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A man in a blue suit sits in an ornate leather chair in the middle of a field and lights up a big, fat blunt. With each toke, smoke twirls around his face, the end glows in his meaty fingers. He looks stoic and pensive, like a kingpin. You’d almost think it’s the beginning of a music video.
But it’s not; nor is it a movie. It’s the first campaign ad for Gary Chambers, a Louisiana entrepreneur and social justice advocate running for the U.S. Senate.
“I hope this ad works to not only destigmatize the use of marijuana, but also forces a new conversation that creates the pathway to legalize this beneficial drug, and forgive those who were arrested due to outdated ideology,” Chambers Tweeted.
It’s one way to talk about cannabis legalization and reform on a national level, and a far cry from the “I did not inhale” days of the 1990s.
The weed platform
Chambers isn’t the first to run on a pro-cannabis platform, nor will he be the last, especially as legalization moves state by state across the country. But his stunt is definitely garnering attention, even if it’s because he’s publicly blazing up in a field. But that’s not what the video is all about.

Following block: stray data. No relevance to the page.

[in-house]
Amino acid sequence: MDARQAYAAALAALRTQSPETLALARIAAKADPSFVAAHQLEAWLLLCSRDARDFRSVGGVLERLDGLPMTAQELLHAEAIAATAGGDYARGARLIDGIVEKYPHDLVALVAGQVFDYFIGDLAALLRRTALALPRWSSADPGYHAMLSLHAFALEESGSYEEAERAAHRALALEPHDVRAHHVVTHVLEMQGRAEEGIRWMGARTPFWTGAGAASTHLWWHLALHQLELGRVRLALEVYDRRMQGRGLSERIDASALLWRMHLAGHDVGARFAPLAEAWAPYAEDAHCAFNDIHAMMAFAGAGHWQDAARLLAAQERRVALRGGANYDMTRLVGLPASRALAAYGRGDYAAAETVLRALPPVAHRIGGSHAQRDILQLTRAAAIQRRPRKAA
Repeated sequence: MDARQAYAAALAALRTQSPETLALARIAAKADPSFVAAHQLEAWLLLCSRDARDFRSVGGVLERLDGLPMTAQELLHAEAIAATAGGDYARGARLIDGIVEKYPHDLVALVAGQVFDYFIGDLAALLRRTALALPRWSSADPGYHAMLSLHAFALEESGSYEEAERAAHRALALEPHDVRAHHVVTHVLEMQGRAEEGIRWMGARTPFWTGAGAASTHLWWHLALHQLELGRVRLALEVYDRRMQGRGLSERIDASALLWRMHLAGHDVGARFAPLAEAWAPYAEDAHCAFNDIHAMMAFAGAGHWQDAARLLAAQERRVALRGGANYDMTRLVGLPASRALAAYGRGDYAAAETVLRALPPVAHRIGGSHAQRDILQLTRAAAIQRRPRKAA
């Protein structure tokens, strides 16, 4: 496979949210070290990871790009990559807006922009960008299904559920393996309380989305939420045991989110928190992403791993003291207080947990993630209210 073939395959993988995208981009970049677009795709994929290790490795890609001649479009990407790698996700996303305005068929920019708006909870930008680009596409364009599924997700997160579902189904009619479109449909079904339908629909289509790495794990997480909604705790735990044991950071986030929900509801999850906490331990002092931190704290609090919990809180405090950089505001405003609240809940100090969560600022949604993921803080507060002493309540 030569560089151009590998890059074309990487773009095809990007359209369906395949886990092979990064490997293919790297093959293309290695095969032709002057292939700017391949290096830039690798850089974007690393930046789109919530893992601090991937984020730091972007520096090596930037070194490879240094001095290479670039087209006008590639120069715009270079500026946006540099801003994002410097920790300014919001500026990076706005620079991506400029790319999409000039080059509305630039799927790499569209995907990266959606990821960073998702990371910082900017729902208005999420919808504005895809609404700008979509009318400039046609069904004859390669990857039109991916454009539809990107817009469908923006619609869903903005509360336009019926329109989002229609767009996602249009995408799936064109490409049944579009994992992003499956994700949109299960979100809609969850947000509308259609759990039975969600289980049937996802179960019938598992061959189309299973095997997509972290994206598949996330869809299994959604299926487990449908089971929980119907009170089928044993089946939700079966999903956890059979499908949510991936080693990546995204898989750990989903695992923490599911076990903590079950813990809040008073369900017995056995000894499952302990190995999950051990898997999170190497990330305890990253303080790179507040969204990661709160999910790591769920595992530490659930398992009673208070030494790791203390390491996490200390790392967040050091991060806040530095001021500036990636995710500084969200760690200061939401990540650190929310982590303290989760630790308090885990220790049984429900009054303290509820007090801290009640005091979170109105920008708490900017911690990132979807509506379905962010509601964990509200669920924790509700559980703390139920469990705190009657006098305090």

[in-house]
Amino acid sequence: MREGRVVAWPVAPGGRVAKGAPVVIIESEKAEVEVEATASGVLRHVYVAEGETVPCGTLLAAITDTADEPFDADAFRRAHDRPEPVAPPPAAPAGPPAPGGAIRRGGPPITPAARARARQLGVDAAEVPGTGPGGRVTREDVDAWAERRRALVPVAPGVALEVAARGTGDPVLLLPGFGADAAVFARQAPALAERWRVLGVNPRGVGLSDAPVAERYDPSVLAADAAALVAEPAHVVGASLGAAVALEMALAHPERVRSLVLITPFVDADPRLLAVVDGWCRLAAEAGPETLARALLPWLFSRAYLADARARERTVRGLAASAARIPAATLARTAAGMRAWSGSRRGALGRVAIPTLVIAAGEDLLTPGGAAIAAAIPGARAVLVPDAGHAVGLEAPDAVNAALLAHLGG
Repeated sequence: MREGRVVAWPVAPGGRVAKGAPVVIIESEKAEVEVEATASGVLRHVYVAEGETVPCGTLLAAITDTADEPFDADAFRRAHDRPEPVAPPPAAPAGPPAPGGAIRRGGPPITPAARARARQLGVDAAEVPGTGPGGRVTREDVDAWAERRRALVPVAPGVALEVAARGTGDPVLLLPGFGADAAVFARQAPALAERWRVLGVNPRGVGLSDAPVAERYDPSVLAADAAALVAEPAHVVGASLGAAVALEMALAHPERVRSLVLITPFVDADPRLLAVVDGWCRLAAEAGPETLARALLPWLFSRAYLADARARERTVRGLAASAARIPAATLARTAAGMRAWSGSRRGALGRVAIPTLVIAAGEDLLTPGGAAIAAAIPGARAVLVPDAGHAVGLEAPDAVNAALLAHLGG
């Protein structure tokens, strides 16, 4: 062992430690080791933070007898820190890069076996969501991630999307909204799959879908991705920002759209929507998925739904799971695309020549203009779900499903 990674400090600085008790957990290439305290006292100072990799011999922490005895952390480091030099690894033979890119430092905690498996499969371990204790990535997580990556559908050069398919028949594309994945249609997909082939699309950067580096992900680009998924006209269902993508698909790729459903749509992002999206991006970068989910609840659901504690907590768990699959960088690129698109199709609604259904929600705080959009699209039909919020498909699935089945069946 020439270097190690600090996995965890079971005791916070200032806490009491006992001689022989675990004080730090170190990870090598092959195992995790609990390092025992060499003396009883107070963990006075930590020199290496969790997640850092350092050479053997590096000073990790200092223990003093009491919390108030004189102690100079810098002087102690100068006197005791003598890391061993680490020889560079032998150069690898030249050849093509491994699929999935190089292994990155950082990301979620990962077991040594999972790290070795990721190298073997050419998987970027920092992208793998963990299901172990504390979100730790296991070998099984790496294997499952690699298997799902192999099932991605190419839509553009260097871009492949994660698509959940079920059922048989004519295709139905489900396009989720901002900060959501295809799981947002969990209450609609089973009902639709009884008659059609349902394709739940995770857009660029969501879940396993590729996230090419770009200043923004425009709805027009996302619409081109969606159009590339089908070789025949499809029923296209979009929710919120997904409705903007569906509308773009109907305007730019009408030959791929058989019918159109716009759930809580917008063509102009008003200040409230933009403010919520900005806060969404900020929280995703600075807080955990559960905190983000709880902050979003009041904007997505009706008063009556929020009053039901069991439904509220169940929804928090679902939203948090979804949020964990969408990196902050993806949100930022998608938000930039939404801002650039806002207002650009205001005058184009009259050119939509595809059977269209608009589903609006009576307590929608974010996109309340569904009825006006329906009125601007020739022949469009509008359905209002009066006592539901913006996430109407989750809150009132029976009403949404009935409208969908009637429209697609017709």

“Every 37 seconds, someone is arrested for possession of marijuana. Since 2010, state and local police have arrested an estimated 7.3 million Americans for violating marijuana law,” he narrates. “Over half of the drug arrests, Black people are four times more likely to be arrested for marijuana laws than white people. States waste $3.7 billion enforcing marijuana laws every year. Most of the people police are arresting aren’t dealers, but people with small amounts of pot. Just like me.”
Chambers, weed, and Louisiana
According to his website, Gary Chambers’ mission in life is “Do Good, Seek Justice.” A native of Baton Rouge, he co-founded the media outlet The Rouge Collection and has been an advocate and community organizer working for advancements in the justice system, healthcare access, and equality for minority-owned businesses. A relative newcomer to politics, this isn’t the first time he’s run for office. He hopes to flip the seat currently held by Sen. John Kennedy.
In 2021, Chambers ran in an open primary for a seat in Congress, a race that attracted celebrity donors. People like Susan Sarandon and Milla Jovovich were drawn to his platform of raising the minimum wage, healthcare reform, and marijuana legalization. “The party needs to lean on the president and get him to deschedule. I would be a U.S. senator who would support that,” he told Forbes.
He’s also against the hypocrisy of politicians shying away from using cannabis, even as they support federal and state legalization.
“I know a bunch of politicians who smoke weed as well as business people,” Chambers said. “Somebody’s gotta go out there and do it. It’s not so controversial.”
Nor is it illegal in his state. Louisiana has allowed medical marijuana use since 2019, and cannabis possession was decriminalized there last year.